For his latest project, Rivas explores the space between Black and white in a book called Brown Enough. In telling the story of his racial awakening, Rivas carves out space for questions he felt were lacking from America’s race conversation. Along the way, he touches on love, violence, spirituality, and what it means to make it in this day and age. 

We caught up with Rivas to talk storytelling, the dangers of productivity, his path to meditation and Buddhism (it started with a college crush), and his vision for making wellness more accessible. 

How has your relationship with storytelling changed throughout your life?

I value its importance more and more every day. I believe it is incredibly important that we tell our stories. Whiteness and society is constantly trying to tell us what we’re capable of, what bodies of culture are worth, and what they can accomplish. I know the value in storytelling. I know how it can set people free. 

When I as a young kid saw John Leguizamo do a one-man show, it gave me enough armor and courage to follow my dreams. I know what happens when we create spaces of belonging and bodies of culture tell their stories. What that does for young brown and black kids is incredibly powerful. When more young brown and black kids take up space and share their voice, the more we get to a sustainable and balanced world.

You touch on this in the book, but can you tell me more about why you use the term ‘body of culture’?

I don’t think whiteness is trying to take our color. I think it’s our culture. Whiteness wants to put you in a box. Like you’re a Latino, but, I’m from 24 different countries, flavors, nationalities, and you want to find one word for me? So I use bodies of culture because we are not color, we are culture, and we are a diverse culture. 

Can you tell me about what type of well-being practices you grew up with and then how you came to yoga and meditation?

My wellness practice is absolutely vital to my life. I sit every day for about 40 minutes, pray, and then journal. How I got to it is love.

This girl in college asked me if I meditated,and I had never meditated a day in my life. But I really wanted her to like me, so I told her yes. I told her twice a day, because once wasn’t enough. We started dating, and I had maintained this lie that I had a [meditation] practice. Then for my 21st birthday, she bought me a plane ticket to Derry, Massachusetts to a silent retreat. I went and it was the hardest moment in my life.It changed my life. And I’ve meditated every day since then. I always say it’s the greatest lie ever told. 

In your book, you talk about spirituality losing its value when it’s filtered through the lens of consumerism. Have you found ways to participate in spirituality without getting caught up in the consumerist aspect?

I think one is recognizing that there are places that try and sell you happiness, peace, joy, or even health. These things are inherently yours, you already have them.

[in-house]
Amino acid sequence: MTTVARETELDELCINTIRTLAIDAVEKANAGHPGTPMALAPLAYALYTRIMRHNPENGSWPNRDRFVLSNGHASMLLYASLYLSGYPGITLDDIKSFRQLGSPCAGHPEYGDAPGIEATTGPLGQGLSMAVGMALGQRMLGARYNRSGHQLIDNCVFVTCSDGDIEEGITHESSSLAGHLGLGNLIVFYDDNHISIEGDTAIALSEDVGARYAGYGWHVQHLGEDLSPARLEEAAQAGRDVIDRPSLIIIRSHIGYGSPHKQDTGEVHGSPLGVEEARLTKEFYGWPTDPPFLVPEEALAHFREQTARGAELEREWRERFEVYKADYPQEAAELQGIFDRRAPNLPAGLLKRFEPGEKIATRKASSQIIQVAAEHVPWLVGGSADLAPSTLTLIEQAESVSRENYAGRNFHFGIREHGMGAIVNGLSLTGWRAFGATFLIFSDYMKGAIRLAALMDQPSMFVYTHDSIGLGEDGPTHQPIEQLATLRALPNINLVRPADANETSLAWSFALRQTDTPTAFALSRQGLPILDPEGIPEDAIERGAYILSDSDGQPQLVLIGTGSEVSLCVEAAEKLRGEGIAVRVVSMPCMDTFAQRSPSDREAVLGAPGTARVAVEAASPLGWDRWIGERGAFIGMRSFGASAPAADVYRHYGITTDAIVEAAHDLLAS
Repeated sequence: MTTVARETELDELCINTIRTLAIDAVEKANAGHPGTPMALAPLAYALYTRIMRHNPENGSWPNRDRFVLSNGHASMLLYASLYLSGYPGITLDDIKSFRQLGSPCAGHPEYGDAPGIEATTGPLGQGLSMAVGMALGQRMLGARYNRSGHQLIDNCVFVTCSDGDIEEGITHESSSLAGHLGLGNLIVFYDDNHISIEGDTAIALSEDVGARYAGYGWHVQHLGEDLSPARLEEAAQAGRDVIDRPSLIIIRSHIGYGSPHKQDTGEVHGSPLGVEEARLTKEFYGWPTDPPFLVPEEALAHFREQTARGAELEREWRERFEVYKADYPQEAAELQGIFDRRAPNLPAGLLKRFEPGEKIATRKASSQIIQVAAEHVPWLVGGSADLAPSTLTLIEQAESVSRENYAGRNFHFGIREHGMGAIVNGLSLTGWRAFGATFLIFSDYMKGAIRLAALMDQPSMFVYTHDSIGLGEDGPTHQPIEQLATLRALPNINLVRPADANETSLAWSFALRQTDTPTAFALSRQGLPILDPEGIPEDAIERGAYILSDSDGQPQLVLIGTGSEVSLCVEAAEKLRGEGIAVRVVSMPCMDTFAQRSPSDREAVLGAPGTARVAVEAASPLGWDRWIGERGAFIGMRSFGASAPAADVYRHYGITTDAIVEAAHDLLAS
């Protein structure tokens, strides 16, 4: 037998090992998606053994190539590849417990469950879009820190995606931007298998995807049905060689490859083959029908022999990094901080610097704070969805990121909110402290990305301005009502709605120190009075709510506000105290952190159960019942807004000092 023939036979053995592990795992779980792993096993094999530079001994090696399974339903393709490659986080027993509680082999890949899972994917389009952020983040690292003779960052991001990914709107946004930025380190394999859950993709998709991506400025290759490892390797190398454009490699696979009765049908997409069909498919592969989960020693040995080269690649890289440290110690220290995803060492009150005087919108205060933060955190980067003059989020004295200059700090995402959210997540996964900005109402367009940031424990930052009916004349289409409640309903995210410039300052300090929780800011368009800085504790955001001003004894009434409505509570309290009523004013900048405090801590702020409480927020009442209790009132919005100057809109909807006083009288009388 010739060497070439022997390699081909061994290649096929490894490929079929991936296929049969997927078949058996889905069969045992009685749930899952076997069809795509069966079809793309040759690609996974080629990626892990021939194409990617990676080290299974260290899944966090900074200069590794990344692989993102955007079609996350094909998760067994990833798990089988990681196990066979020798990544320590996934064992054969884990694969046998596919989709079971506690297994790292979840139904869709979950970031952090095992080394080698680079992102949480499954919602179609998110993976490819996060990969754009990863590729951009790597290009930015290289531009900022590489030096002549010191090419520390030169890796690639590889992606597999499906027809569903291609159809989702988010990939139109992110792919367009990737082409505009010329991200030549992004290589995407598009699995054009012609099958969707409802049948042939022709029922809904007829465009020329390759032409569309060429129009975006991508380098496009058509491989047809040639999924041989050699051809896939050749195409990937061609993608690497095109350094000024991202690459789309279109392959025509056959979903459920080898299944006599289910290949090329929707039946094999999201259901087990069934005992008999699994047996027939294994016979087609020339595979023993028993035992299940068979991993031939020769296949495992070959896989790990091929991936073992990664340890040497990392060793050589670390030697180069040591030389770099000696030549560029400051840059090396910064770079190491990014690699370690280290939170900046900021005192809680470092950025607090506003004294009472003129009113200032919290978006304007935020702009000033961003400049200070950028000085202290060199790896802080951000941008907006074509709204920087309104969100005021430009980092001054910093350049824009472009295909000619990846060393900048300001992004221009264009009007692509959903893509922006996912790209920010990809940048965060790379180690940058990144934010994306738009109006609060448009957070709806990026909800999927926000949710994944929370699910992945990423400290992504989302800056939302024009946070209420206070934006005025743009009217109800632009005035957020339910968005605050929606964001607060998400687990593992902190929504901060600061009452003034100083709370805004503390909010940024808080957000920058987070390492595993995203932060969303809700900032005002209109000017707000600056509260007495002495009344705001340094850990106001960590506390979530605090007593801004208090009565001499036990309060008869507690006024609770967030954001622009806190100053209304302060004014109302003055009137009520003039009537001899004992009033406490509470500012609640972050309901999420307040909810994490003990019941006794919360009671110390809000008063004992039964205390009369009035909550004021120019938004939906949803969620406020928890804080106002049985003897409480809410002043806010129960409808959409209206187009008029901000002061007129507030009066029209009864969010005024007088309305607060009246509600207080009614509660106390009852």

I’m not here trying to be like, you’re a meditation studio, you shouldn’t exist. No, you should exist. Because you’re putting energy on the blocks, which helps the neighborhood, which helps the city, which helps the country. But I am asking you to look at the values of that. If meditation is inherently free and created by bodies of culture, and yet most of your participants are white bodies paying a pretty expensive price to do something they can do in their house for free, what is your outreach?

I recognize it, and then I can unplug from it. And I can realize that what I am seeking, I want everybody to have peace. I want all communities to have that, not just the ones who can afford it.

What do you think about our culture’s relationship to productivity?

To me, it’s dangerous, because it tells you that where you are is not enough. What does it look like to unplug from that? I believe there’s a very subconscious thought that bodies of culture think they have to work extra hard just to get to the starting line. And so my invitation is there’s no starting line, there’s no race. The greatest way you can take back your power is to say, I don’t need to do more, I get to just be here now.

What does unplugging from that system look like in your day-to-day life?

I think that’s why meditation is so important. I just sit here for a certain amount of time and breathe and smile. And that doesn’t have to be cross-legged meditation. I’m going to read my book, that’s all I’m going to do—that’s meditation. I’m going to turn off my phone, that’s meditation. I’m gonna find a way to not stay plugged in. To just be here to be here in my boredom, to be here in my desire, to be here in my questions. Anytime you have the opportunity to do one thing and just do it—wash the dishes, wash your hands—is a way to unplug from productivity.

In your book, you write about imagination and the ability to imagine better circumstances for yourself as a privilege. What is your relationship to imagination?

I think it’s one of the most beautiful blessings and privileges in the world. I’m so grateful to be an artist and a storyteller. I get to imagine an existence where I don’t wake up and want to look at my bank account, or think I’m not enough. I also get to imagine a world where my art and my breath and my actions allow multiple and millions of people to feel the same way. 

I get to imagine art that actually creates healing, that creates spaces of belonging. Imagination is everything that exists in this world. This telephone, we’re talking on, your recording device—it has all been imagined. Our ancestor’s imaginations have given us these beautiful blessings. And I just want to honor those blessings and continue to imagine in profound ways.